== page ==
Archive for September 2011

Unemployment Insurance – Last Chance For Public Sector Employees

Unemployment has risen to over 2.5 million in the UK and with the future of many public service workers jobs in doubt, is expected to rise to levels of over three million by Christmas.

Todays official figures show levels of unemployment last enjoyed under Margaret Thatcher’s Tory Government of the Eighties.

Youth unemployment is at its highest level for 19 years.
Womens unemployment is at its highest level for over 23 years.
The public sector is traditionally a large employer of both these groups.
The Governments argument that the private sector creating new jobs will prop up the public sector has proven to be widely inaccurate.
David Miliband pointed out that for every two jobs lost in the public sector only one was being created in the private sector.

The result is that the economy is in a downward spiral and the public sector job cuts are fuelling the maelstrom.
Maybe our public schools are failing as well, because it is obvious that neither David Cameron or the Chancellor bloke, whose name Insurance Blog can’t remember, have even the basic skills in macro economics!

When there was a global depression in the USA in the late 1920′s, FD Rooseveldt’s ‘New Deal’ of public works and public sector employment, brought America out of the downward spiral and introduced infrastructure which gave the post war US a massive competitive advantage.
President Obama has finally realised that cuts don’t work and has announced a massive Federal investment in public works. Alex Salmond, Leader of the Scottish Parliament today said that unemployment was down in Scotland during the last three months due to a large public building program.

David Cameron is carrying on making people and public sector workers unemployed.

If you work in the Public Sector there is still time to get unemployment insurance and income protection however you must hurry.

Income Protection Insurance is available to eveyone in full time employment. As long as you have not been informed by your employer that your job is at risk, you can still take out an income protection policy.

Act quickly and you can protect your mortgage, rent and other regular payments such as council tax, utilities bills, finance agreements and even gym memberships and satellite/cable tv bills. With low monthly payments you have a choice of cover between accident, sickness and unemployment, accident and sickness or unemployment only, with 12 or 18 month benefit options.

9/11 Remembered

911 remembered

Insurance Blog is remembering the hundreds of insurance workers and employees who perished in the WTC ten years ago.

Novus Ordo Seclorum

UK Government Declares War On Private Motor Insurance

By A Consumer – War Correspondent  – Car Insurance War Front Line

The UK Government has declared war on the private motor insurance market.

The Government has yet to decide who the enemy actually is, although one ethnic group ‘CFA referal collectors’ have been singled out for the death camps and news coming out of Westminster today confirms this.

The call for the ‘War on Car Insurance’ from the media and consumer led groups has reached deafening proportions recently and the UK Government will tell you they have been forced to act.

The AA have stated that the ‘average’ car insurance premium has risen by 40% and on the word of the AA and probably as a deflection away from the more pressing economic issues, battle has begun.

Government Forces Attack

First into battle yesterday for the Government, was the consumer watchdog the OFT (Office of Fair Trading). They have been asked by HQ to find out if the price rises are real and whether there are any (choke) anti competitive practices occurring in the UK private motor insurance market that may be pushing up prices.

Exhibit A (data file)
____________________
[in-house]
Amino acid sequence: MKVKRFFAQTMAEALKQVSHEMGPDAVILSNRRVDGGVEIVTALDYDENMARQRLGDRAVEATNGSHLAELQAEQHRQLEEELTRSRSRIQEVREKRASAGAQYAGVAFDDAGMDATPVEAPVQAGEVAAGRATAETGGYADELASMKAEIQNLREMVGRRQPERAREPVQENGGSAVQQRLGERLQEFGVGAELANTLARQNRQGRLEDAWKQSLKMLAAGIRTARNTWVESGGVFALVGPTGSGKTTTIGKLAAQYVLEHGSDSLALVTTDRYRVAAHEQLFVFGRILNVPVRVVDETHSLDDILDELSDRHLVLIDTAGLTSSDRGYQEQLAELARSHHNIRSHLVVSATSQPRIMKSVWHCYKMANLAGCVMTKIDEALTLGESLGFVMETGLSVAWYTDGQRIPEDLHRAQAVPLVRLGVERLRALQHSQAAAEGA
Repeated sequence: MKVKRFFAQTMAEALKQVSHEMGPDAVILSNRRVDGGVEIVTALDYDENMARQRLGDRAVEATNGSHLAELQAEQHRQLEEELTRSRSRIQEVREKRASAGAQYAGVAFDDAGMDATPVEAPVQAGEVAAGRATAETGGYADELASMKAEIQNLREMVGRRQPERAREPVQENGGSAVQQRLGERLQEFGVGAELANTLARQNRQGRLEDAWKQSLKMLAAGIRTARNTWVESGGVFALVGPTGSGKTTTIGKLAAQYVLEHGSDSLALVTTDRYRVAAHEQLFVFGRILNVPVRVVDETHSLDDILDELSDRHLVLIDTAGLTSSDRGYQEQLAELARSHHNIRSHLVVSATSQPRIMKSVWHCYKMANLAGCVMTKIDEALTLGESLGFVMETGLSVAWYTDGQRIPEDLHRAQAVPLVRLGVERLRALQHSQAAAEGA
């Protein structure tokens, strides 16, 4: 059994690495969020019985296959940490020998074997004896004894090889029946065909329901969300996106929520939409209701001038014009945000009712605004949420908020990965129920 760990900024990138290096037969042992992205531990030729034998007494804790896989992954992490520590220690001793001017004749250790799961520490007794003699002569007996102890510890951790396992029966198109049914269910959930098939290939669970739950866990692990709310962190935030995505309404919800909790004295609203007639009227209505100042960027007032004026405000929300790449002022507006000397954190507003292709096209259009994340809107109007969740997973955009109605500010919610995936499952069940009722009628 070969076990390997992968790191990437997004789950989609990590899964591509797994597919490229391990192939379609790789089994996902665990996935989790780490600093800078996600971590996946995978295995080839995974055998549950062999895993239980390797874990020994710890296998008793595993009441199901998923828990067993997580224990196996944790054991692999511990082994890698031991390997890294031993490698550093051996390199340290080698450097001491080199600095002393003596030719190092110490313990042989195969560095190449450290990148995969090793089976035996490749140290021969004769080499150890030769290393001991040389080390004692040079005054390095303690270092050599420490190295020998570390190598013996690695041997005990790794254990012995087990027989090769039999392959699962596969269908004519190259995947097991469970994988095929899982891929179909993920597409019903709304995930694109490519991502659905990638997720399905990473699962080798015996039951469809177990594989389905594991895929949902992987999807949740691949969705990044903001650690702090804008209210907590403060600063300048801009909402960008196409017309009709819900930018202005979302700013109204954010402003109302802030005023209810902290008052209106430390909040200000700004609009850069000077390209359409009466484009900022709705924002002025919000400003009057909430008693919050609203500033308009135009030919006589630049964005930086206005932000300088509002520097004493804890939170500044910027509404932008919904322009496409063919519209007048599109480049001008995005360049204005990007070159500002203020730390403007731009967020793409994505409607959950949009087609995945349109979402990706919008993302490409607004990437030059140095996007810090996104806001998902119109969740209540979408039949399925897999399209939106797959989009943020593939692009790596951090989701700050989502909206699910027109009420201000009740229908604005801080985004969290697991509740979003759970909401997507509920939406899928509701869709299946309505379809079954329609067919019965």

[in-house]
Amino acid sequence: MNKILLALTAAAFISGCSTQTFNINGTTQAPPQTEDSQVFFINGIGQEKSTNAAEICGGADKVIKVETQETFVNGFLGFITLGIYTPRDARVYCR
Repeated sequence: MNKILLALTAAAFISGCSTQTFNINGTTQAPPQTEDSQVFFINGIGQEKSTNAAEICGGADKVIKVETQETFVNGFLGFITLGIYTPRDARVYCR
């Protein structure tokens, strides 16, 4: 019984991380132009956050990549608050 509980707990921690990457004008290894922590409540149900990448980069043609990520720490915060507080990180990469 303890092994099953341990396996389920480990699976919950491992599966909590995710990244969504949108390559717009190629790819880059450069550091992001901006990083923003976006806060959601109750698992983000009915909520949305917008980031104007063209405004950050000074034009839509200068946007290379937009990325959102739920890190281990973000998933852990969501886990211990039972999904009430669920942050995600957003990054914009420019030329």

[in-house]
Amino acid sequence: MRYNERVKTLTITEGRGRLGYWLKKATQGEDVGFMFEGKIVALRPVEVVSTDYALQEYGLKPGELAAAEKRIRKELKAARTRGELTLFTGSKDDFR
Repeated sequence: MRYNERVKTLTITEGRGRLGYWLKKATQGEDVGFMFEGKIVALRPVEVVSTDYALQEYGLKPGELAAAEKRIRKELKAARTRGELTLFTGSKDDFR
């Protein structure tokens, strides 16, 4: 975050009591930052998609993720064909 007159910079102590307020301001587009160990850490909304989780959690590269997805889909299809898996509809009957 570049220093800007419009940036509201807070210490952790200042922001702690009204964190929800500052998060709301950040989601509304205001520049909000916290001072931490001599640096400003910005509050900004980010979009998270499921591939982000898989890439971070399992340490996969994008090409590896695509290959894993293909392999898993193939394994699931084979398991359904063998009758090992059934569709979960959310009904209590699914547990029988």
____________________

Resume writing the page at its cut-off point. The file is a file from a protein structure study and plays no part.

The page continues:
To do this they have initially asked those thought to be contributing to the high costs of car insurance and will then ask the nation to contribute in an open call to arms, to publicly air their grievances on car insurance price hikes, by filling in a form.

The OFT has asked all the suspects to contribute to the war effort or else stand accused of being part of the problem not the solution to higher car insurance premiums.

Most Wanted Suspects

1.  Price Comparison  Websites

2. Replacement Vehicle and Car Hire Companies

3. Approved Motor Vehicle Repairers.

4. Insurance Companies Products.

None of the major suspects is being pulled in for interrogation at this point in time. They have been given 5 weeks until October 12 to comply with the resolution or face shock and awe.

A spokesperson for the regime said’

“We will be engaging with participants in this market, trade bodies, the Government, regulatory agencies and consumer groups over the next five weeks by issuing information requests, arranging roundtable discussions and holding bilateral meetings.

Information requests:

We will also be inviting comments from consumers and other interested parties. The OFT is, however, unable as part of this study to address or advise consumers in this market on individual matters or complaints.

Any party that wishes to submit their written views, can e-mail by 12 October 2011 or write to:

Private Motor Insurance Call For Evidence
Fourth Floor
Office of Fair Trading
Fleetbank House
2-6 Salisbury Square
London EC4Y 8JX “.

Second Front Opens with Pincer Movement

As soon as the OFT went into battle yesterday, it was immediately announced that the Government were opening up another front with a full out attack of its heavily armed praetorian guard, the FSA, against those supplying information to the enemy in return for money.

The practice is to be banned immediately it has been confirmed today, indicating that the government will take the side of Insurers against Lawyers. Questions of the legality of the war and the interfering with free trade could be raised at the international courts at a later date.

Tensions between Solicitors and Insurance Companies have been rising steadily over the last few years with Insurers furious about having to pick up massive bills for professional negligence by solicitors involved in mortgage and building surveying disputes. In many cases Solicitors PI premiums have been raised so high that many solicitors are now finding it impossible to practice.

Coupled with the massive amounts that the insurance companies are having to pay against public liability and employers liability claims for negligence, it appears the Insurance companies have finally had enough.

The number of car accidents involving personal injury claims is 31% down on the average for ten years prior, however the cost of personal injury claims has more than doubled from £7bn to £14bn in the past ten years and motor insurance premiums have risen at least 30% this year.

Insurance companies are blaming Conditional Fee Arrangements (CFA’s) or ‘No Win No Fee’ for the rising costs of car insurance. They argue that there is no disincentive, such as having to pay if you lose, that’s stops people making a claim if you have been injured in a car insurance accident.